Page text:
The Legacy Of Shi
Nuclear Blast Records)
As a life-long Hard Rock and Heavy Metal aficionado with a significant interest in Asian cultures, I've often found myself subconsciously gravitating towards artists and groups ranging in diversities from Abigail, Dir En Gray, Loudness (i.e. the Michael Vescera era) and avant garde legends Sigh. Fortunately, my once comfortable level of quasi-artistic tunnel vision has since expanded exponentially, leaving me much more conscious of the auditory offerings from our Far East brethren. An unusual albeit prime example of such an act is Paris, France-born, Manga-themed (i.e. Japanese graphic novels) Crossover Metal upstarts Rise Of The Northstar. Emerging in 2010 with their debut EP Tokyo Assault and it's well-regarded follow-up Demonstrating My Saiya Style (EP) (2012), the group signed with Nuclear Blast Records for their full-length debut Welcame (2014). Now, as they prepare to unleash the highly-anticipated The Legend Of Shi, the group appears destined for a true breakthrough.
On the brilliant The Legacy Of Shi (2018), an expertly assembled eleven song collection of Hardcore, Hip Hop and Thrash-infused Heavy Metal, each track, beginning with the relentlessly pummeling first single “Here Comes The Boom” and the maddeningly infectious, 'later-day' Korn-influenced laments “Kozo”, immediately commands the rapt and undivided attention of even the most jaded and unimaginative of listeners, myself most definitely included. Deftly intertwining messages of hope, bravery and, perhaps most prominently, revenge via classic '80's Manga characters Kenshiro (from Fist Of The Northstar), Kawato and Seiya, the group showcases their seemingly unparalleled creative hybrid. Offering a seamless and occasionally frantic barrage of scathing vocals, blistering fretwork and imaginatively punishing rhythms, the group drives home each key focal point with a justifiably overconfident, chest-thumping bravado that belies the length of their relatively brief existence.
Continuing with the anthemic, emotionally-charged “Step By Step” and the oft-thunderous modus operandi “This Is Hardcore”, the airtight--to say the very least--combination of vocalist Vithia, rhythm guitarist Air-One, lead guitarist Eva B, bassist Fabulous Fab and drummer Phantom (replacing the inexplicably absent Hokuto No Kev) steamrolls ahead with what can only be described as a well-rehearsed ease. Driving home each key focal point by fully accentuating the already well-documented talents of each member, the group flexes their creative muscles early early and often. Channeling their admiration for the Deftones, post-The Burning Red (1999) era Machine Head and, of course, Rage Against The Machine, the group gleefully expounds on their obsession with 1990's American Hip Hop. Boldly engulfing the average listener amid an array of real-life experiences depicted by fictional, Japanese cultural references, their uniqueness defines them without buoying them to a single genre.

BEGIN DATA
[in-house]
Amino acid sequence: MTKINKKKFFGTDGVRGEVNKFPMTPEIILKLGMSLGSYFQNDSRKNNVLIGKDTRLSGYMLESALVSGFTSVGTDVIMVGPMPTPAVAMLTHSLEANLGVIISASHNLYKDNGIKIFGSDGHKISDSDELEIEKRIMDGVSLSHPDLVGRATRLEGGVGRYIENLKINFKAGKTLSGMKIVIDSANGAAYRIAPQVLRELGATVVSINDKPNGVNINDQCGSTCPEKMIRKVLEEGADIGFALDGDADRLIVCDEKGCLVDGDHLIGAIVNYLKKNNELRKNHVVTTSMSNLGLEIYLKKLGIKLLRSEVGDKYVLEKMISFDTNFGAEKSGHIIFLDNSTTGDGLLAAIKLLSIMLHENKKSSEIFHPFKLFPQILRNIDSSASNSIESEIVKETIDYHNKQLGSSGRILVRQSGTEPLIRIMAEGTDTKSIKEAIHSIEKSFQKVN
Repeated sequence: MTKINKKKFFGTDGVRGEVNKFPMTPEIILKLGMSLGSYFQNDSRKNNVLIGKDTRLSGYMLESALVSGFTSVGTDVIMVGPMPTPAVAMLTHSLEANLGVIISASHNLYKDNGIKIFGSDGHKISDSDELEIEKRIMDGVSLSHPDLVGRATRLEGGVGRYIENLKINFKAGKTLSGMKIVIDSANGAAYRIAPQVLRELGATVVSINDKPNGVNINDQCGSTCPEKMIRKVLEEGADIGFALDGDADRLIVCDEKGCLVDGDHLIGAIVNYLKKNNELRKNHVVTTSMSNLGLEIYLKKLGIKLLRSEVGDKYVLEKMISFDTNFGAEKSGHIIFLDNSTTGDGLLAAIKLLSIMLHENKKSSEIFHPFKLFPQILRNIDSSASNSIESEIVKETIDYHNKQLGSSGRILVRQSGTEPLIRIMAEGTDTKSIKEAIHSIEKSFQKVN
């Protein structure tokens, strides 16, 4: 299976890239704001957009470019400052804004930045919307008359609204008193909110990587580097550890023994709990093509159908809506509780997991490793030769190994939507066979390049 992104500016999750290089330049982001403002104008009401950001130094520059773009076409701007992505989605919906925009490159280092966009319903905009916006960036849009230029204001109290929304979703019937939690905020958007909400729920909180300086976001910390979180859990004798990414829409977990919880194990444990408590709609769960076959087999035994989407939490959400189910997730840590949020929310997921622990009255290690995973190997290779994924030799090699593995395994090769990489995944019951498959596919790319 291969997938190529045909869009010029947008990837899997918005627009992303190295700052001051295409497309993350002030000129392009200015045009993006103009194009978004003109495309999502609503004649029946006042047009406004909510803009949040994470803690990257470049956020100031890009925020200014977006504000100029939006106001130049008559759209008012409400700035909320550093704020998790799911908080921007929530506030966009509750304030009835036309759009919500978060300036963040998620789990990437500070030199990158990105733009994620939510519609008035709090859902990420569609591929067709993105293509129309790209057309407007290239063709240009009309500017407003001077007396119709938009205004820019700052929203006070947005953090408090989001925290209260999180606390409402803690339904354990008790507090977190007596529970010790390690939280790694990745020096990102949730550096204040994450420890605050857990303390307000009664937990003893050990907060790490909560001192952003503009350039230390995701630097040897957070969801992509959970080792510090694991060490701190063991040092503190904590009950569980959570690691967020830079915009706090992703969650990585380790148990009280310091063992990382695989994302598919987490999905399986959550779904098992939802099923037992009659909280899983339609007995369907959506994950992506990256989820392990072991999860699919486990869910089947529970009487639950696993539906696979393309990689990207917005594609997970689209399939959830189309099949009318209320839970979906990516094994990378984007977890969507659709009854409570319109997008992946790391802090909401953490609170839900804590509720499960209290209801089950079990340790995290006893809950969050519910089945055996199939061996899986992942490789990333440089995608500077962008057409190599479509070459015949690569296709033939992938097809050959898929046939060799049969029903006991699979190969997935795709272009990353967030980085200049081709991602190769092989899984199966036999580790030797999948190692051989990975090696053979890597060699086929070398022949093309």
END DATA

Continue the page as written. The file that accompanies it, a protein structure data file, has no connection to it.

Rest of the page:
Boldly improving upon the equally ingenious Welcame (2014) and, for that matter, the woefully-underrated gem Demonstrating My Saiya Style (2012), other standouts, including the Senjō No Merī Kurisumasu-fueled (i.e. the 1983 David Bowie P.O.W. tome Merry Christmas, Mr. Lawrence) “Furyo's Day” as well as the equally impressive closer “The Legacy Of Shi”, effectively deliver the goods while remaining wholeheartedly distanced from their few would-be contemporaries. With acclaimed Gorjira leader Joe Duplantier (Cavalera Conspiracy, Empalot, Devin Townsend Project) helming the project at his Brooklyn, New York-based Silver Cord Studios, the group has at long last channeled the unabashed intensity of their frenetic live performances, making The Legend Of Shi quite easily worthy of the highest of critical and commercial distinctions. The end result(s), as you've almost assuredly deduced, is one of the finest 'all-new' non-compilation effort of the rapidly waning year.
In conclusion, what ultimately makes the group's arguably unorthodox lyrical and compositional approach such a refreshingly stark option is their unabashedly bold and intense dedication to re-inventing the proverbial wheel without any discernible fears of failure. The end result(s), as you've undoubtedly already deduced, of the group's more-than-considerable efforts are nothing short of extraordinary and deserve to be treated accordingly. Even if you somehow find yourself less than enthralled with their inexhaustible penchant for expertly 'coloring outside the lines' of yore, one must, at the very least, sincerely admire the group's infallible sense creativity and outright ingenuities. As a result, if you've once again found yourself in searching for a musically adventurous alternative to the painfully mindless din and galumph that is so often force fed en mass, then this, my friends, might just be the high-octane catholicons for whatever it is that ails you. Trust me, you will not be disappointed.
The Legend Of Shi (2018)
Demonstrating My Saiya Style (EP) (2012)
Tokyo Assault (EP) (2009)
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